In his final official briefing to the nation, Dr. Anthony Fauci urged Americans to get vaccinated and boosted in preparation for the upcoming holidays and cold weather gatherings. Nevertheless, only one eighth of area residents are currently up to date with COVID-19 booster shots.
Two reasons to support Dr. Fauci’s advice easily come to mind. First, many of us, acting out of empathy, want to slow the spread of COVID-19 among people whose immune systems are weakened. While there is no guarantee that staying caught up with COVID-19 vaccinations will keep us from testing positive, we do know that vaccines tend to reduce COVID-19’s duration, severity and our chance of reinfection. Getting boosted makes each of us less likely to spread the virus to others.
Second, since being up to date with COVID-19 vaccinations tends to shorten the time that we carry the infection, we hope to slow the evolution of the virus into dangerous new variants. The fewer days that people are infected, the less time there is for the virus to go through replication cycles where its DNA is repeatedly copied. Occasional random copying errors are what enable dangerous variant mutations to develop.
In spite of these considerations, why are so many of us not up to date with vaccinations and boosters?
Let’s look back over the nearly three years of our COVID-19 experience. The early days of this pandemic were filled with mixed messages, many of which were amplified through electronic social media. Initially, the then-President played down the seriousness of COVID-19, predicting that it would go away by springtime. There were even claims that the disease was a hoax. With vaccines yet to be developed and tested, and with a shortage in the early days of high-quality face masks, leading health officials gave the public mixed messages, at first playing down the importance of masking, and then within weeks, reversing themselves.
So, when very safe vaccines became available for free one year into the pandemic, barely half of us locally ever got the initial two dose regimen. By now, we have learned that the immunity conferred by initial vaccine doses tends to wane after several months, while in the same time span, COVID-19 often mutates into new, more infectious variants.
With the COVID-19 fatigue that we all feel at this point, people seek a compass that will help them get on with their lives. And so, it has become popular for many of us to find strength in maintaining an autonomous skepticism toward any political or medical authorities.
How much of this skepticism can be traced to the spread of disinformation? By disinformation, we mean inaccurate information, sometimes involving scapegoats and conspiracy theories, that is spread with the deliberate intention to deceive.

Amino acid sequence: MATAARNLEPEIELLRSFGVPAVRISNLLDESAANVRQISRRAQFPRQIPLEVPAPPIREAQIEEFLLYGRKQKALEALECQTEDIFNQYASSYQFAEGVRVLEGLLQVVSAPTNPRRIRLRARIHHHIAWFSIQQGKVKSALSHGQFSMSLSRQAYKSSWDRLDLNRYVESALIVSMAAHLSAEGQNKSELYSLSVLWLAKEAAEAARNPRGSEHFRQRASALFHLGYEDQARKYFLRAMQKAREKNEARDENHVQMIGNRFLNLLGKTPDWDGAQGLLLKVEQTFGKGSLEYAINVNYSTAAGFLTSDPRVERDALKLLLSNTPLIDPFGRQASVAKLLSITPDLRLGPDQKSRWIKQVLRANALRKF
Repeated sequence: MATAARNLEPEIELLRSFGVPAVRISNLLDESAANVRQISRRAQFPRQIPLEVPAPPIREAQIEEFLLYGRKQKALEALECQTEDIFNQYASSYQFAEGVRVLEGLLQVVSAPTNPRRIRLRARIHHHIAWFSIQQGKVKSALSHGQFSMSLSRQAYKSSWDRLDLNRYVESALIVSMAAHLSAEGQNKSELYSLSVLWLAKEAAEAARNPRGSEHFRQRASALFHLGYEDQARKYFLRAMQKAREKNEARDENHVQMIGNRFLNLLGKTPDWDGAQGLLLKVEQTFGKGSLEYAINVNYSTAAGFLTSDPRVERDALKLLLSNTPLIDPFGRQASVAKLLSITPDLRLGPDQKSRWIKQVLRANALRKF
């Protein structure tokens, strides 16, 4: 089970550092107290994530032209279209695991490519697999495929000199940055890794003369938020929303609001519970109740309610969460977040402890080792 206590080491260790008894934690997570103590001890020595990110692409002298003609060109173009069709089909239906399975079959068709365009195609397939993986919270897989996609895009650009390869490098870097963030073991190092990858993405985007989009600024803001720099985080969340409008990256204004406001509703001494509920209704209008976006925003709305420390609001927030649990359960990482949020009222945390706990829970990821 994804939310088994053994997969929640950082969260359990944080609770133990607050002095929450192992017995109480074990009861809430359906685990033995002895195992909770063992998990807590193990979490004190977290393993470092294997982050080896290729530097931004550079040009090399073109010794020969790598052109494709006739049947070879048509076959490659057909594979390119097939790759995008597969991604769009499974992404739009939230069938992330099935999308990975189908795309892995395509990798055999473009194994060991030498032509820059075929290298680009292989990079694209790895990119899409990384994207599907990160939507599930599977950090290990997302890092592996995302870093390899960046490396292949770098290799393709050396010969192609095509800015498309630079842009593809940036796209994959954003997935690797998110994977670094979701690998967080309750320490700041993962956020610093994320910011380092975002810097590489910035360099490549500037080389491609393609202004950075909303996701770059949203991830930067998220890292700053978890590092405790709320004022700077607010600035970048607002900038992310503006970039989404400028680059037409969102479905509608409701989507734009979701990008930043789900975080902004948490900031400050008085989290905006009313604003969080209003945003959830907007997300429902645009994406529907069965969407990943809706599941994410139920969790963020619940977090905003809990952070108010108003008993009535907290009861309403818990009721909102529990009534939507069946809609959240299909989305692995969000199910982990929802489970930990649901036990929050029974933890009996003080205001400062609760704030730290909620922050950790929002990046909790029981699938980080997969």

Many profitable social media sites on the Internet can be exploited to spread disinformation. Unlike telephone, radio, and television services, their content is not regulated by the Federal Communications Commission. Also, it is easy to argue that restricting what people post could limit individual rights to free speech. Social media users can easily amplify disinformation by copying unverified posts to friends, thereby entering a “filter bubble,” where like-minded people echo and encourage negative emotions in each other’s posts.
The Internet platform Twitter responded in early 2020 by enacting a COVID-19 misinformation policy. It suspended over 11,000 accounts and removed almost 100,000 posts that it deemed to be harmful. But now, following its recent purchase by Elon Musk who himself had spread misleading COVID-19 claims on Twitter, Twitter has taken a big step backward. It announced that it has stopped enforcing its policy against COVID-19 misinformation, as was reported in this newspaper on November 30.
How can we improve our skill at spotting socially shared disinformation? A short video game, goviralgame.com, offers a playful, harmless way to get a feel for how to gain Internet popularity and power by spreading falsehoods. After experiencing how to do it, the game left me with a better understanding of how I can size up disinformation when I run into it. What I learned was that sending negative emotional messages made me a hero. And quoting fake experts is effective.
Here are several well-known ways to identify false information:
- Check facts using websites such as snopes.org, politifact.com, or by googling CoronaVirusFacts Alliance.
- Think twice about messages that appeal to emotions.
- Don’t spread falsehoods by sharing them even with a correction. If they’re from someone you know, reach out to that person privately.
- Consider whether a source shows the ability and humility to change over time when presented with new evidence.
Public trust builds when authorities are open about the limitations of their current knowledge. As for social media, let’s strive for accuracy rather than clicks and profit.
Ross Hemmendinger is a registered nurse and a former teacher.